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The Feast Nearby

How I Lost My Job, Buried A Marriage, and Found My Way by Keeping Chickens, Foraging, Preserving, Bartering, and Eating Locally (all on $40 A Week)
Mather, Robin (Book - 2011)
Average Rating: 3.5 stars out of 5.
The Feast Nearby
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"A charming ode (with recipes) to eating well and locally, on $40 dollars per week, from a recently unemployed food-journalism veteran. In 2009, Robin Mather found herself unemployed. She consequently moved to rural Michigan, where she committed to eating three home-cooked, seasonal, and local meals a day. In essays that chronicle a year of her ambitious project, Mather explores the confusion surrounding local eating and examines how often we fail to pay attention to the seasons that surround us. With 150 winning recipes such as Lemon-Tarragon Pickled asparagus and Greek-Marinated Grilled Leg of Lamb, Mather draws on her rich kitchen knowledge, honed by years as a food writer. This narrative-cookbook hybrid shares encouraging advice for aspiring locavores, offering both the virtues of kitchen thrift and the pleasures of cooking well"-- Provided by publisher.
Authors: Mather, Robin
Title: The feast nearby
how I lost my job, buried a marriage, and found my way by keeping chickens, foraging, preserving, bartering, and eating locally (all on $40 a week)
Publisher: Berkeley, CA : Ten Speed Press, c2011
Edition: 1st ed
Characteristics: 266 p. ;,24 cm
Statement of Responsibility: Robin Mather
Notes: Includes index
Summary: "A charming ode (with recipes) to eating well and locally, on $40 dollars per week, from a recently unemployed food-journalism veteran. In 2009, Robin Mather found herself unemployed. She consequently moved to rural Michigan, where she committed to eating three home-cooked, seasonal, and local meals a day. In essays that chronicle a year of her ambitious project, Mather explores the confusion surrounding local eating and examines how often we fail to pay attention to the seasons that surround us. With 150 winning recipes such as Lemon-Tarragon Pickled asparagus and Greek-Marinated Grilled Leg of Lamb, Mather draws on her rich kitchen knowledge, honed by years as a food writer. This narrative-cookbook hybrid shares encouraging advice for aspiring locavores, offering both the virtues of kitchen thrift and the pleasures of cooking well"-- Provided by publisher.
ISBN: 158008558X
9781580085588
Branch Call Number: 641.552 M4275f 2011
Subject Headings: Low budget cooking
Genre/Form: Cookbooks
Topical Term: Low budget cooking
LCCN: 2010045085
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After a divorce and job loss, the author decides to move and start fresh by eating locally on $40 a week.


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I loved this book, she weaves together her story plus local seasonal recipes. I can hardly wait for the local strawberries to try out her french style preserves. I loved the message of reliance on community and neighbors.

Very easy reading.
Prompted a trip to Barry County, MI.

Jun 19, 2013
  • dfpoz rated this: 4.5 stars out of 5.

I love reading about people who took a chance, got out of their comfort zone & who rediscovered themselves in the process. This was a very interesting journey to read and glad that Ms Mather chose to share it.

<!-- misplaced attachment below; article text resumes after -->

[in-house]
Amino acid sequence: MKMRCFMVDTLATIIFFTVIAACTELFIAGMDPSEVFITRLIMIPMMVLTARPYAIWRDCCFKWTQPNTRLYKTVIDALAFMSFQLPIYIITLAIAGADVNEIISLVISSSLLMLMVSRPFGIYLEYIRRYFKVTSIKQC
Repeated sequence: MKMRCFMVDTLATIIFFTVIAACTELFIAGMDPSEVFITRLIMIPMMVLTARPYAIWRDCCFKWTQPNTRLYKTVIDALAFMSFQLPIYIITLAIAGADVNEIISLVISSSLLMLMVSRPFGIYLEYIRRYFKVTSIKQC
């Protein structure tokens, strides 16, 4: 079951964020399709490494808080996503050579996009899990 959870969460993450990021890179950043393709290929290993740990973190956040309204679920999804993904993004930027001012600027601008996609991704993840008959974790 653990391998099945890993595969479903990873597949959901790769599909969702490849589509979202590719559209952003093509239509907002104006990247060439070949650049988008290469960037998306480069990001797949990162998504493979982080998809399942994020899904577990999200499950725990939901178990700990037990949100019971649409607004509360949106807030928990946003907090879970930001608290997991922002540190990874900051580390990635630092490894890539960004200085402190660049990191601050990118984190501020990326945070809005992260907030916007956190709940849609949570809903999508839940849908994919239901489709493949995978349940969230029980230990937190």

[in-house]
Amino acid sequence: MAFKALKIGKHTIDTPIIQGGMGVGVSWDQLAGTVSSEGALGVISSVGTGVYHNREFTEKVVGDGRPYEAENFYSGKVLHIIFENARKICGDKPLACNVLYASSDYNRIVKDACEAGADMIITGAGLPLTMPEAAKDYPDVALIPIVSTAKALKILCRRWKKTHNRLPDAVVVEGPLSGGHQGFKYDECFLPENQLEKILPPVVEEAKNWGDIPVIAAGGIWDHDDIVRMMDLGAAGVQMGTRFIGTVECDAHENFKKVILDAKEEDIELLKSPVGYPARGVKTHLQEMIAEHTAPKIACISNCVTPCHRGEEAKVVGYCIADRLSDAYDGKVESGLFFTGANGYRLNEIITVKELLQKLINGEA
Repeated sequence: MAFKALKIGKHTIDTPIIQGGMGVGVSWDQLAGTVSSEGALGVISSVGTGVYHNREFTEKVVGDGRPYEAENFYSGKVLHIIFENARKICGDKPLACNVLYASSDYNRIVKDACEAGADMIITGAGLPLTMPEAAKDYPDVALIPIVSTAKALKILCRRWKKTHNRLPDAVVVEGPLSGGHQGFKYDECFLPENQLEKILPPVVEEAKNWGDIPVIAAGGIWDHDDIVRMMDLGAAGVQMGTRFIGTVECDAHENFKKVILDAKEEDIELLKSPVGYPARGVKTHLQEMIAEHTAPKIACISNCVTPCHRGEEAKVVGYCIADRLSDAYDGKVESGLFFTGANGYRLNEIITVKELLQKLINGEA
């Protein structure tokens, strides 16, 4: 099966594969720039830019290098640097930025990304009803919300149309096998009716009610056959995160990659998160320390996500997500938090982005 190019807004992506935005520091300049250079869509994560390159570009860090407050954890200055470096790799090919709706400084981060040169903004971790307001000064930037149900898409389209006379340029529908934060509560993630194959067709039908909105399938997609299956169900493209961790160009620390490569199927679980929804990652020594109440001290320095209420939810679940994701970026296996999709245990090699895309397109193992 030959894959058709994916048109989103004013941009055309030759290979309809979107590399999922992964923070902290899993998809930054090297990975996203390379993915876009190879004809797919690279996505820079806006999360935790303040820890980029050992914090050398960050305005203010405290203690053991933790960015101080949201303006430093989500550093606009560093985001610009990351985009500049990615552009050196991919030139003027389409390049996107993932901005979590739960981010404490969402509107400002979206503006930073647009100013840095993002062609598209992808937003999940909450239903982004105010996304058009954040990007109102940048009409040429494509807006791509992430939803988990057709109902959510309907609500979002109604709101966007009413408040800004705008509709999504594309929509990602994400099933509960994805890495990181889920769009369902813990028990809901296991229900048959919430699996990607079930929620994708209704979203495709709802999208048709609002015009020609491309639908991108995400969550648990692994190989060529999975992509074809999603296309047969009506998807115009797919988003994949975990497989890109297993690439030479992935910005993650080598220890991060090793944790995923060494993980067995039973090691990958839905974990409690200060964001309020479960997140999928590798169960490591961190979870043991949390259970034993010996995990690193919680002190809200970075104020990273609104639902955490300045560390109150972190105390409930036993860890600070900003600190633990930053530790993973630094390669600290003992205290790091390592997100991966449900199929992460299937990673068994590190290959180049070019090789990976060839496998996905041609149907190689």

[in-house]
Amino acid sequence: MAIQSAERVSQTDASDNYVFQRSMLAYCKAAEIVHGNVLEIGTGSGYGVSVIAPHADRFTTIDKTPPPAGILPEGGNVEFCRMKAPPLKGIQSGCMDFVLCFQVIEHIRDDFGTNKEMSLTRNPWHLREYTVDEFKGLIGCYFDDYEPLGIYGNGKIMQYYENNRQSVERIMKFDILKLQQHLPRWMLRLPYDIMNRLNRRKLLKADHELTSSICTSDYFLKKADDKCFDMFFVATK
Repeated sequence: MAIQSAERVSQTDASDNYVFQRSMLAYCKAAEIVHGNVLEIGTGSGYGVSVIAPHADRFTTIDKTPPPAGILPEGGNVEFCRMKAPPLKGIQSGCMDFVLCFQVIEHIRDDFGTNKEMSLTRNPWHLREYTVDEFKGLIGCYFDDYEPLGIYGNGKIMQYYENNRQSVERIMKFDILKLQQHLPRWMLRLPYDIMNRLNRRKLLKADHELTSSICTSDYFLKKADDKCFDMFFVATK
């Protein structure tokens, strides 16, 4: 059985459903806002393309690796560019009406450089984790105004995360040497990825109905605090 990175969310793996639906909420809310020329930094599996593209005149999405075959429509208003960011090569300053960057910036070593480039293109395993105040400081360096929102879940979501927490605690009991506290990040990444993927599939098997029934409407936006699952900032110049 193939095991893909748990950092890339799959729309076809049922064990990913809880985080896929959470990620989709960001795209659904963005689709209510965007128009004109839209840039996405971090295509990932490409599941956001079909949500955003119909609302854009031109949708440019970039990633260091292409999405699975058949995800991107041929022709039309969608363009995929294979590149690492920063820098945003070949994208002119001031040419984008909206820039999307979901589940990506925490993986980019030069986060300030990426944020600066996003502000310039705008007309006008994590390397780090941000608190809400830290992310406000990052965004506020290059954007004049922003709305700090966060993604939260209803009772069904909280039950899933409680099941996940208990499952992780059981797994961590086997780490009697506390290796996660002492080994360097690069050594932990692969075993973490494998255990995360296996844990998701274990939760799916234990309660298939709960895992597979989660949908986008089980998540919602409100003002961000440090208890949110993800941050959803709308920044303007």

Sep 19, 2012
  • Blueeyetea rated this: 5 stars out of 5.

Interesting read on the choices one can make when buying food. I also wanted to try quite a number of the recipes.

Jan 30, 2012
  • Flamestream rated this: 5 stars out of 5.

This is the first book I've read on the "localite" movement that thrilled me. I agree with the author that it's become a very political issue for some, and I become uncomfortable with some of the militency I hear and read surrounding this movement. All that said, Robin Mather is a humorous and warm writer. She gently instructs without preaching about something she is so very passionate about, which is to buy locally. That she has found ways to be frugal at the same time thrills me.

This is a woman who is well educated in the subject of food and home econimics, yet manages to send her message in a wonderful and amusing way. I also loved that she included recipes in with her essays and her way of breaking up the subject into seasons.

Even for those who are unsure of this movement, this is simply a wonderful read about food.

Oct 25, 2011
  • deneler rated this: 2 stars out of 5.

The book is a collection of essays and recipes organized by season. As someone new to eating locally and within season I found this book quite educational on when it is best to purchase particular types of food, eat locally, and preserve. However, I think that is why I feel mislead from the subtitle. I expected more content, on the ways these actions impacted her emotional spirit. Instead I read factual essays and little stories that I feel did not allow a look at her emotional growth. The book is great reference material, but not very inspirational.

Sep 24, 2011
  • pattyskypants rated this: 5 stars out of 5.

This book is like going to lunch with a dear friend you haven't seen in a long while and maybe having a glass of wine and comfortably chatting and sharing recipes. Afterward, you feel you have found the rewards of a life well-lived. Yes, it's like that.

This was a delightful read. I loved the way she reminisced about foods that her mother and grandmother used to prepare as part of her post-divorce process of self-healing. The recipes at the end of each chapter sound mouth-watering good and make you want to stop reading, run into the kitchen, and start cooking!

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